The very last declaration stage takes place at 10am on the Thursday immediately before Grand National day. This is the point where the top 40 horses will be near completion along with four additional reserves.
The following morning, Friday, at 9am any non-runners must be declared and be replaced by one of the four reserves. This is also the point where any horses who were previously allocated weights of less than 10st will have their weight increased to meet requirements.
Finally this results in the 40 declared horses who will line up for the 2015 Crabbies Grand National.
The criteria for professional or amateur jockeys wanting to taking part in the race are very specific. They must have ridden not less than 15 winners in chases or hurdle races under the Rules of Racing and/or the Rules of the Irish National Hunt Committee and ridden not less than 10 of these winners in chases.
A champion jockey like A.P. McCoy who primarily rides for super owner J.P. McManus may have his pick of three or four horses in the race. Ruby Walsh is another top jockey who can often choose his ride and odds will tumble on any horses chosen by the pair.
Amateur jockeys are now a rarity in the Grand National compared with races early days. Sam Whaley-Cohen is probably the most famous amateur rider in recent years and he enjoys a record over the Aintree fences which is the envy of many a professional.
Other jockeys will usually ride for the yards that retain them or a trainer will engage their services just for this race. In recent years a number of high profile jockeys have missed the race due to injuries picked up at the Cheltenham festival which is the last major National Hunt meeting before Aintree.
Don’t be put off backing a less well known jockey or even one who has never ridden the course before. In 2013 jockey Ryan Mania won the race at his first attempt! And remember that young Conditional jockeys who are still learning the trade can claim an allowance which ensures any horse they partner will carry a few pounds less weight.
What Are Odds?
The odds quoted on any horse in the Grand National represent your potential returns if that horse should win. If a horse is quoted as 10/1 then the 10 figure is the amount you’ll get back from the bookie for a 1 unit stake. In other words, bet £1 and you’ll win £10 back. You’ll also get back the original £1 stake, making a total return of £11.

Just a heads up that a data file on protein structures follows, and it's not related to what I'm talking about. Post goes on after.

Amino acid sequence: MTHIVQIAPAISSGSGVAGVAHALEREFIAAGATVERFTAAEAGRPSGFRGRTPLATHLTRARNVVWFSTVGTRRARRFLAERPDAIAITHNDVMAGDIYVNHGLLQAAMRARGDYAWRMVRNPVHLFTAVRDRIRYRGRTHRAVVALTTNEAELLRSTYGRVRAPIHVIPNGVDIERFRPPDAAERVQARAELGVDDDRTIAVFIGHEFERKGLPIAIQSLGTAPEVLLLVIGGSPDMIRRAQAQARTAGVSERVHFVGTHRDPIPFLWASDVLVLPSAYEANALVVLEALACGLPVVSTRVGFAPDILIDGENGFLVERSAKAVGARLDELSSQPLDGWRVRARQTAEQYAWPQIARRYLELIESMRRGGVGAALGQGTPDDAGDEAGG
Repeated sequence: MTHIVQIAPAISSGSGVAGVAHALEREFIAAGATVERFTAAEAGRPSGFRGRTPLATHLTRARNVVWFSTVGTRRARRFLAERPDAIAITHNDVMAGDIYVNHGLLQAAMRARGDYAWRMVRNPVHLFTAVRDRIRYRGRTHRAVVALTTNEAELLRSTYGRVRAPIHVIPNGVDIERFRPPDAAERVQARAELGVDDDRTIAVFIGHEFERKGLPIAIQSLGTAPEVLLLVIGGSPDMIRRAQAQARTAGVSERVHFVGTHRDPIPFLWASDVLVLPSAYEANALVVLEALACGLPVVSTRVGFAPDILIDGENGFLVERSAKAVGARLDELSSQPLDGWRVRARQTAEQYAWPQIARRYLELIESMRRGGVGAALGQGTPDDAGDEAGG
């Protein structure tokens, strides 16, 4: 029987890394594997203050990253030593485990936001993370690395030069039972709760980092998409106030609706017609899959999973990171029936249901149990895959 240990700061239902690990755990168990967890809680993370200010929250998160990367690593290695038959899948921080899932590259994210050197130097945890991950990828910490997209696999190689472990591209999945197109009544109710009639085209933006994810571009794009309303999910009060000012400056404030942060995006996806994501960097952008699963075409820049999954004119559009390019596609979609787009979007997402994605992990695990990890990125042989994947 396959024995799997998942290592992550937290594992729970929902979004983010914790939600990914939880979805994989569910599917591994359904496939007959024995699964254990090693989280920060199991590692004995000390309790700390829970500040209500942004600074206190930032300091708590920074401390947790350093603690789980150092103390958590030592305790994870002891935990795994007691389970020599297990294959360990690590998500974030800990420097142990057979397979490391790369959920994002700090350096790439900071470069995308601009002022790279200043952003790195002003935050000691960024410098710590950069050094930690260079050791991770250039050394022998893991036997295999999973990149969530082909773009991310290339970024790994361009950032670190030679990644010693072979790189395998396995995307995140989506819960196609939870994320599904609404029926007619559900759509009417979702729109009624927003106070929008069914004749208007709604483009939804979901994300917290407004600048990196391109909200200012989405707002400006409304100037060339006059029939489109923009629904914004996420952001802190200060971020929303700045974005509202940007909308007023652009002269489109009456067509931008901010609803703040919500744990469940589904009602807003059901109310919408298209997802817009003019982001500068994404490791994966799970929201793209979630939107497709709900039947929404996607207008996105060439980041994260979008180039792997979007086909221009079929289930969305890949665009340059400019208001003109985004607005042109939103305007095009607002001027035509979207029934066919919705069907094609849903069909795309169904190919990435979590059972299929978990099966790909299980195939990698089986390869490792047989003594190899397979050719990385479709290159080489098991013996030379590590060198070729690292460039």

Who Decides The Odds?
The simple answer is the bookmakers. Initially bookies will offer odds on all the horses running in the National and the bookmaker is aiming to show a profit on the race regardless of the outcome. In many ways the bookmaker doesn’t care who wins, because if he can get the maths right, he will always come out on top. Although this doesn’t always happen over one race.
In a perfect world the spread of bets on the race would guarantee the bookie a nice profit whoever wins. However, if punters keep placing bets on one horse, lets call his horse ‘Lucky Punter’, at a level disproportionate to other runners then the bookie has built up a potential liability. If ‘Lucky Punter’ wins the race the bookie will lose a fortune and they really don’t like losing! To stop this happening the bookmaker has a couple of options. They can offer bigger odds on other runners and simultaneously shorten the odds on ‘Lucky Punter’ in the hope of attracting bets away from the horse with the big liability and onto other runners. This is why you see the odds fluctuating right up until the off.
So the bookmaker sets the odds initially but the volume of money place on any runner will move the odds right up until the race starts.
What’s An Each Way Bet?
The ‘Each Way’ bet works like this… Instead of betting on a horse to come 1st you can make a bet that your horse can finish 1st, 2nd, 3rd, 4th and even 5th as Paddy Power pay out to five places on the Grand National! The each way bet is really two bets in one, a £5 each way bet will cost you £10. You’re betting £5 that you horse wins and £5 that he will finish in one of the places (usually 2nd, 3rd, 4th and 5th with Paddy Power).
Sounds like a fantastic bet, right? And it is for the Grand National but remember few bookies are registered charities. So to compensate for your increased chances of winning they reduce the quoted odds on the place part of the bet. If your horse comes home 1st you’ll still get the full quoted odds, lets say 10/1. However, should he only place, you’ll only get a quarter of the quoted odds. Nevertheless, with many runners in the National at odds of 33/1 or greater that still offers a decent return.